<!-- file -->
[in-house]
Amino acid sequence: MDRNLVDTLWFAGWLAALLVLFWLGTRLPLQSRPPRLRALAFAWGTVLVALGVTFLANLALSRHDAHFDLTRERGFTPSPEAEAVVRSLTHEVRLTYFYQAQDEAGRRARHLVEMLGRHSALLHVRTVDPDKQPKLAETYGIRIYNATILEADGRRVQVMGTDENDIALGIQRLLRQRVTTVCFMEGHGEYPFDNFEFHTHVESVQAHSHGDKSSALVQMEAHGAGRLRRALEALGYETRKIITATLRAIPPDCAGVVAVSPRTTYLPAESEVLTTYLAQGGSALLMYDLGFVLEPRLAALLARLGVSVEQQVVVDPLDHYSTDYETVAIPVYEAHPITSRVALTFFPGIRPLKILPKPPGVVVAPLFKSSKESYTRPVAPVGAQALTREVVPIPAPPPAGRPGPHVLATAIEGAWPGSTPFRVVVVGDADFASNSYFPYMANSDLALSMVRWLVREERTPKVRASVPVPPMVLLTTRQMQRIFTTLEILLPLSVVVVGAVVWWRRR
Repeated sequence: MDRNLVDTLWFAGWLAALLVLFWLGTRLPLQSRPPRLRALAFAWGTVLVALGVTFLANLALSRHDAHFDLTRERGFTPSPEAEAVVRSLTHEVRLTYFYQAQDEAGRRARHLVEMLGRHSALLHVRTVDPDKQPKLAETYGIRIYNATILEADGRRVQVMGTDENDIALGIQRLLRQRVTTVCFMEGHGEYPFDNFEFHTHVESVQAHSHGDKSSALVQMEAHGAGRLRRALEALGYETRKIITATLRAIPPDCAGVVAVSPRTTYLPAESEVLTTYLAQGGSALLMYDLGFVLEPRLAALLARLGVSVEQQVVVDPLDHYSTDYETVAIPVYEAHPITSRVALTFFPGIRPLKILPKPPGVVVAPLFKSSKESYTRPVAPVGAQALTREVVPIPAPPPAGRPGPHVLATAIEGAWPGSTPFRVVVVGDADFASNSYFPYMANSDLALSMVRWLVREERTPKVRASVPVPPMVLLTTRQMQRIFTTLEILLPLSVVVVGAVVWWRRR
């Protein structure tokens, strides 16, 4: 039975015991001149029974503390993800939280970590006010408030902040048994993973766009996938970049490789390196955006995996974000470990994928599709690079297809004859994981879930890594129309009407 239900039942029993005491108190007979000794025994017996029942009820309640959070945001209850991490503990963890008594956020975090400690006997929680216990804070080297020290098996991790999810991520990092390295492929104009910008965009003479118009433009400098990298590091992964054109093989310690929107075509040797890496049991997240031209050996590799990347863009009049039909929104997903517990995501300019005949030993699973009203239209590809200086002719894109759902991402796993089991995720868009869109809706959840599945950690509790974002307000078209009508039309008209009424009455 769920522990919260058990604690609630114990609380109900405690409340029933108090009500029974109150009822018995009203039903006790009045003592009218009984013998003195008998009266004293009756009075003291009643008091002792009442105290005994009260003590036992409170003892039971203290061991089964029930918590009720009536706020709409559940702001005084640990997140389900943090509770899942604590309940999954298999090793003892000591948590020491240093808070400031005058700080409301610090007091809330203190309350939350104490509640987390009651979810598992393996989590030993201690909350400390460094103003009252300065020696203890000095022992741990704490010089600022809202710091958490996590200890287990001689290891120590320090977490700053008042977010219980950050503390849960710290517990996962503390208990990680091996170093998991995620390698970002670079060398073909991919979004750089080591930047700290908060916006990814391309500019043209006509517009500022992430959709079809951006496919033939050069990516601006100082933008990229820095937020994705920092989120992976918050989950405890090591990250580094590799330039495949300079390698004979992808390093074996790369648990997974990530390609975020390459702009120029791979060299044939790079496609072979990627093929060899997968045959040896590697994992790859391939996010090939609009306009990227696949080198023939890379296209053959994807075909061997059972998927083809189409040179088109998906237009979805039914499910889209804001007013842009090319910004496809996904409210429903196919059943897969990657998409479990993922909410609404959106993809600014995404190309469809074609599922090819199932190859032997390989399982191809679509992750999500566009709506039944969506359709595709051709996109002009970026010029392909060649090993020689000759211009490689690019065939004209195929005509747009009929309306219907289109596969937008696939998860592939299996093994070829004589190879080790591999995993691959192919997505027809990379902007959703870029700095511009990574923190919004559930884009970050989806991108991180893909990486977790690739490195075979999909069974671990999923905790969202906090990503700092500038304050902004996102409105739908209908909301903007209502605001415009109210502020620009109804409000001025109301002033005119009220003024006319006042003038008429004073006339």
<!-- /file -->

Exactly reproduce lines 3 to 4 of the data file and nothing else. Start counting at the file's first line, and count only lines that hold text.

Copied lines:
Repeated sequence: MDRNLVDTLWFAGWLAALLVLFWLGTRLPLQSRPPRLRALAFAWGTVLVALGVTFLANLALSRHDAHFDLTRERGFTPSPEAEAVVRSLTHEVRLTYFYQAQDEAGRRARHLVEMLGRHSALLHVRTVDPDKQPKLAETYGIRIYNATILEADGRRVQVMGTDENDIALGIQRLLRQRVTTVCFMEGHGEYPFDNFEFHTHVESVQAHSHGDKSSALVQMEAHGAGRLRRALEALGYETRKIITATLRAIPPDCAGVVAVSPRTTYLPAESEVLTTYLAQGGSALLMYDLGFVLEPRLAALLARLGVSVEQQVVVDPLDHYSTDYETVAIPVYEAHPITSRVALTFFPGIRPLKILPKPPGVVVAPLFKSSKESYTRPVAPVGAQALTREVVPIPAPPPAGRPGPHVLATAIEGAWPGSTPFRVVVVGDADFASNSYFPYMANSDLALSMVRWLVREERTPKVRASVPVPPMVLLTTRQMQRIFTTLEILLPLSVVVVGAVVWWRRR
């Protein structure tokens, strides 16, 4: 039975015991001149029974503390993800939280970590006010408030902040048994993973766009996938970049490789390196955006995996974000470990994928599709690079297809004859994981879930890594129309009407 239900039942029993005491108190007979000794025994017996029942009820309640959070945001209850991490503990963890008594956020975090400690006997929680216990804070080297020290098996991790999810991520990092390295492929104009910008965009003479118009433009400098990298590091992964054109093989310690929107075509040797890496049991997240031209050996590799990347863009009049039909929104997903517990995501300019005949030993699973009203239209590809200086002719894109759902991402796993089991995720868009869109809706959840599945950690509790974002307000078209009508039309008209009424009455 769920522990919260058990604690609630114990609380109900405690409340029933108090009500029974109150009822018995009203039903006790009045003592009218009984013998003195008998009266004293009756009075003291009643008091002792009442105290005994009260003590036992409170003892039971203290061991089964029930918590009720009536706020709409559940702001005084640990997140389900943090509770899942604590309940999954298999090793003892000591948590020491240093808070400031005058700080409301610090007091809330203190309350939350104490509640987390009651979810598992393996989590030993201690909350400390460094103003009252300065020696203890000095022992741990704490010089600022809202710091958490996590200890287990001689290891120590320090977490700053008042977010219980950050503390849960710290517990996962503390208990990680091996170093998991995620390698970002670079060398073909991919979004750089080591930047700290908060916006990814391309500019043209006509517009500022992430959709079809951006496919033939050069990516601006100082933008990229820095937020994705920092989120992976918050989950405890090591990250580094590799330039495949300079390698004979992808390093074996790369648990997974990530390609975020390459702009120029791979060299044939790079496609072979990627093929060899997968045959040896590697994992790859391939996010090939609009306009990227696949080198023939890379296209053959994807075909061997059972998927083809189409040179088109998906237009979805039914499910889209804001007013842009090319910004496809996904409210429903196919059943897969990657998409479990993922909410609404959106993809600014995404190309469809074609599922090819199932190859032997390989399982191809679509992750999500566009709506039944969506359709595709051709996109002009970026010029392909060649090993020689000759211009490689690019065939004209195929005509747009009929309306219907289109596969937008696939998860592939299996093994070829004589190879080790591999995993691959192919997505027809990379902007959703870029700095511009990574923190919004559930884009970050989806991108991180893909990486977790690739490195075979999909069974671990999923905790969202906090990503700092500038304050902004996102409105739908209908909301903007209502605001415009109210502020620009109804409000001025109301002033005119009220003024006319006042003038008429004073006339």